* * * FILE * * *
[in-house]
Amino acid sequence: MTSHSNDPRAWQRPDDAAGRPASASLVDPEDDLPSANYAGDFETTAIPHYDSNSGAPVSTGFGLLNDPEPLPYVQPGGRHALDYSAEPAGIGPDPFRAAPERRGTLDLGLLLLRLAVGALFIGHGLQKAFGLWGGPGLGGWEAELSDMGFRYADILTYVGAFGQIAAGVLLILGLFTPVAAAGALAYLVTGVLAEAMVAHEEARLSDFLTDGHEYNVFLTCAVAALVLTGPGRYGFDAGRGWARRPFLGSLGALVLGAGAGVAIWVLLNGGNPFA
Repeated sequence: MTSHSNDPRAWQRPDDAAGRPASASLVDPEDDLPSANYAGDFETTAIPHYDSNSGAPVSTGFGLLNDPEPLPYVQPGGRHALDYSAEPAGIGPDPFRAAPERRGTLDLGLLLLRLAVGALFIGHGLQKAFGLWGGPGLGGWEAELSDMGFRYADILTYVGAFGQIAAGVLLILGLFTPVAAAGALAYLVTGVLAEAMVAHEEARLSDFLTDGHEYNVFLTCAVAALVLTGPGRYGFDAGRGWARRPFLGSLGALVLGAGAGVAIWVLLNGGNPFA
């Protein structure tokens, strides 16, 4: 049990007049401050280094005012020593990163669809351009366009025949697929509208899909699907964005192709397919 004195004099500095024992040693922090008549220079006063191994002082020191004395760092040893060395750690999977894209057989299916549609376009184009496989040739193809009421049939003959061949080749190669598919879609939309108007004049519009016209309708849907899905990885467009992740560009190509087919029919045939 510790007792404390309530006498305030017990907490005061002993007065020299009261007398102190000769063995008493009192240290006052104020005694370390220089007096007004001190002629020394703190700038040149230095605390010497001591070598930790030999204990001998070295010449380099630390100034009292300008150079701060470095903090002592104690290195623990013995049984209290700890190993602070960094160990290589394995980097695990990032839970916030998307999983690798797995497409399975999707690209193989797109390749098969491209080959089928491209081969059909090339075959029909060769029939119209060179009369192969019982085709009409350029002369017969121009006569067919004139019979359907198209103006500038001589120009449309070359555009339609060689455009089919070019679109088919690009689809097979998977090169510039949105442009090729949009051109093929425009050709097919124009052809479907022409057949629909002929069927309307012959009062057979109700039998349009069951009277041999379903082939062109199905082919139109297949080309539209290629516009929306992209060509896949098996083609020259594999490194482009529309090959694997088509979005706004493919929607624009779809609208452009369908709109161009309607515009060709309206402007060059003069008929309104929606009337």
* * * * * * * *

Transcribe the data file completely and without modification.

[in-house]
Amino acid sequence: MTSHSNDPRAWQRPDDAAGRPASASLVDPEDDLPSANYAGDFETTAIPHYDSNSGAPVSTGFGLLNDPEPLPYVQPGGRHALDYSAEPAGIGPDPFRAAPERRGTLDLGLLLLRLAVGALFIGHGLQKAFGLWGGPGLGGWEAELSDMGFRYADILTYVGAFGQIAAGVLLILGLFTPVAAAGALAYLVTGVLAEAMVAHEEARLSDFLTDGHEYNVFLTCAVAALVLTGPGRYGFDAGRGWARRPFLGSLGALVLGAGAGVAIWVLLNGGNPFA
Repeated sequence: MTSHSNDPRAWQRPDDAAGRPASASLVDPEDDLPSANYAGDFETTAIPHYDSNSGAPVSTGFGLLNDPEPLPYVQPGGRHALDYSAEPAGIGPDPFRAAPERRGTLDLGLLLLRLAVGALFIGHGLQKAFGLWGGPGLGGWEAELSDMGFRYADILTYVGAFGQIAAGVLLILGLFTPVAAAGALAYLVTGVLAEAMVAHEEARLSDFLTDGHEYNVFLTCAVAALVLTGPGRYGFDAGRGWARRPFLGSLGALVLGAGAGVAIWVLLNGGNPFA
């Protein structure tokens, strides 16, 4: 049990007049401050280094005012020593990163669809351009366009025949697929509208899909699907964005192709397919 004195004099500095024992040693922090008549220079006063191994002082020191004395760092040893060395750690999977894209057989299916549609376009184009496989040739193809009421049939003959061949080749190669598919879609939309108007004049519009016209309708849907899905990885467009992740560009190509087919029919045939 510790007792404390309530006498305030017990907490005061002993007065020299009261007398102190000769063995008493009192240290006052104020005694370390220089007096007004001190002629020394703190700038040149230095605390010497001591070598930790030999204990001998070295010449380099630390100034009292300008150079701060470095903090002592104690290195623990013995049984209290700890190993602070960094160990290589394995980097695990990032839970916030998307999983690798797995497409399975999707690209193989797109390749098969491209080959089928491209081969059909090339075959029909060769029939119209060179009369192969019982085709009409350029002369017969121009006569067919004139019979359907198209103006500038001589120009449309070359555009339609060689455009089919070019679109088919690009689809097979998977090169510039949105442009090729949009051109093929425009050709097919124009052809479907022409057949629909002929069927309307012959009062057979109700039998349009069951009277041999379903082939062109199905082919139109297949080309539209290629516009929306992209060509896949098996083609020259594999490194482009529309090959694997088509979005706004493919929607624009779809609208452009369908709109161009309607515009060709309206402007060059003069008929309104929606009337």